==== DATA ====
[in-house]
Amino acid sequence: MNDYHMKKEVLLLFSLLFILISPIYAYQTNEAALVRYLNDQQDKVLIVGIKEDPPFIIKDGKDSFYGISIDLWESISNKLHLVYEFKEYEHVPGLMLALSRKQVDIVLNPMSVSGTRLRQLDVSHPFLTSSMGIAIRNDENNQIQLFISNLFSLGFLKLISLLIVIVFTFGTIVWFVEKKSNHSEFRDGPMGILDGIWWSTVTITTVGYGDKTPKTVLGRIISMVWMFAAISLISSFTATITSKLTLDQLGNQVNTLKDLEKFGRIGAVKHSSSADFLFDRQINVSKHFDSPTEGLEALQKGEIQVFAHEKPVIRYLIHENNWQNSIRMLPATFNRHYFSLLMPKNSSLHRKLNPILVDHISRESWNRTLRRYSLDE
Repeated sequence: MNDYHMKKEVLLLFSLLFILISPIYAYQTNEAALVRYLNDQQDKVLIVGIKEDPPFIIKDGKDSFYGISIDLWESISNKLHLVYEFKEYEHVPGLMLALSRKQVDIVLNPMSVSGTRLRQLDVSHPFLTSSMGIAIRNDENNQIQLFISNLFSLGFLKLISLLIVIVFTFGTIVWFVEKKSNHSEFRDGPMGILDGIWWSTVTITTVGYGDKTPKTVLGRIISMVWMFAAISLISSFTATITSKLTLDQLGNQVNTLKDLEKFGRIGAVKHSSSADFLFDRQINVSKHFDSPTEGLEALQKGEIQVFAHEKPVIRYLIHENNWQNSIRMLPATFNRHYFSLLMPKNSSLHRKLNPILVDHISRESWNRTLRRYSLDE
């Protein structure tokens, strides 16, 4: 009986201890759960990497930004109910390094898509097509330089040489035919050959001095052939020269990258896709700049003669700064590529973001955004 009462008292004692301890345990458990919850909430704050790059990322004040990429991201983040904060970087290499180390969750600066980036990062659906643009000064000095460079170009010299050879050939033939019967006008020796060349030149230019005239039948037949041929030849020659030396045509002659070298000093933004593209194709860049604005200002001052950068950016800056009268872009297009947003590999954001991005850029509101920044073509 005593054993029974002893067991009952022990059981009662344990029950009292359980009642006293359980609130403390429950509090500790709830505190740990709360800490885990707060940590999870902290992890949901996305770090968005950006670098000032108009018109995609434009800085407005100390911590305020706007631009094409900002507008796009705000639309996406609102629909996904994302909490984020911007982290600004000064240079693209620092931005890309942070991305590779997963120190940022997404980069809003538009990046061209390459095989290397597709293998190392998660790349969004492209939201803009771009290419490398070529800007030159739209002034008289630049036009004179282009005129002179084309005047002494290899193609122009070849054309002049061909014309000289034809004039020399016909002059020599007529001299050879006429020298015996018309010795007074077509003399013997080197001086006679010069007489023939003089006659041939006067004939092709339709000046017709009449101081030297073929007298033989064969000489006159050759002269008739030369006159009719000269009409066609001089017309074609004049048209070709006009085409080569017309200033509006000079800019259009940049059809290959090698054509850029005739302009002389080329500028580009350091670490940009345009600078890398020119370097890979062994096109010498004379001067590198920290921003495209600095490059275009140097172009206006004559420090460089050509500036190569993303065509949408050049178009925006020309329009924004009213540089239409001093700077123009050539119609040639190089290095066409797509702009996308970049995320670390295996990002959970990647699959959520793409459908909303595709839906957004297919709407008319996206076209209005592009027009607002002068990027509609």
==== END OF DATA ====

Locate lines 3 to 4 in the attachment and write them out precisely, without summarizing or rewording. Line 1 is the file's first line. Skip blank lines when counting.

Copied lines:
Repeated sequence: MNDYHMKKEVLLLFSLLFILISPIYAYQTNEAALVRYLNDQQDKVLIVGIKEDPPFIIKDGKDSFYGISIDLWESISNKLHLVYEFKEYEHVPGLMLALSRKQVDIVLNPMSVSGTRLRQLDVSHPFLTSSMGIAIRNDENNQIQLFISNLFSLGFLKLISLLIVIVFTFGTIVWFVEKKSNHSEFRDGPMGILDGIWWSTVTITTVGYGDKTPKTVLGRIISMVWMFAAISLISSFTATITSKLTLDQLGNQVNTLKDLEKFGRIGAVKHSSSADFLFDRQINVSKHFDSPTEGLEALQKGEIQVFAHEKPVIRYLIHENNWQNSIRMLPATFNRHYFSLLMPKNSSLHRKLNPILVDHISRESWNRTLRRYSLDE
């Protein structure tokens, strides 16, 4: 009986201890759960990497930004109910390094898509097509330089040489035919050959001095052939020269990258896709700049003669700064590529973001955004 009462008292004692301890345990458990919850909430704050790059990322004040990429991201983040904060970087290499180390969750600066980036990062659906643009000064000095460079170009010299050879050939033939019967006008020796060349030149230019005239039948037949041929030849020659030396045509002659070298000093933004593209194709860049604005200002001052950068950016800056009268872009297009947003590999954001991005850029509101920044073509 005593054993029974002893067991009952022990059981009662344990029950009292359980009642006293359980609130403390429950509090500790709830505190740990709360800490885990707060940590999870902290992890949901996305770090968005950006670098000032108009018109995609434009800085407005100390911590305020706007631009094409900002507008796009705000639309996406609102629909996904994302909490984020911007982290600004000064240079693209620092931005890309942070991305590779997963120190940022997404980069809003538009990046061209390459095989290397597709293998190392998660790349969004492209939201803009771009290419490398070529800007030159739209002034008289630049036009004179282009005129002179084309005047002494290899193609122009070849054309002049061909014309000289034809004039020399016909002059020599007529001299050879006429020298015996018309010795007074077509003399013997080197001086006679010069007489023939003089006659041939006067004939092709339709000046017709009449101081030297073929007298033989064969000489006159050759002269008739030369006159009719000269009409066609001089017309074609004049048209070709006009085409080569017309200033509006000079800019259009940049059809290959090698054509850029005739302009002389080329500028580009350091670490940009345009600078890398020119370097890979062994096109010498004379001067590198920290921003495209600095490059275009140097172009206006004559420090460089050509500036190569993303065509949408050049178009925006020309329009924004009213540089239409001093700077123009050539119609040639190089290095066409797509702009996308970049995320670390295996990002959970990647699959959520793409459908909303595709839906957004297919709407008319996206076209209005592009027009607002002068990027509609």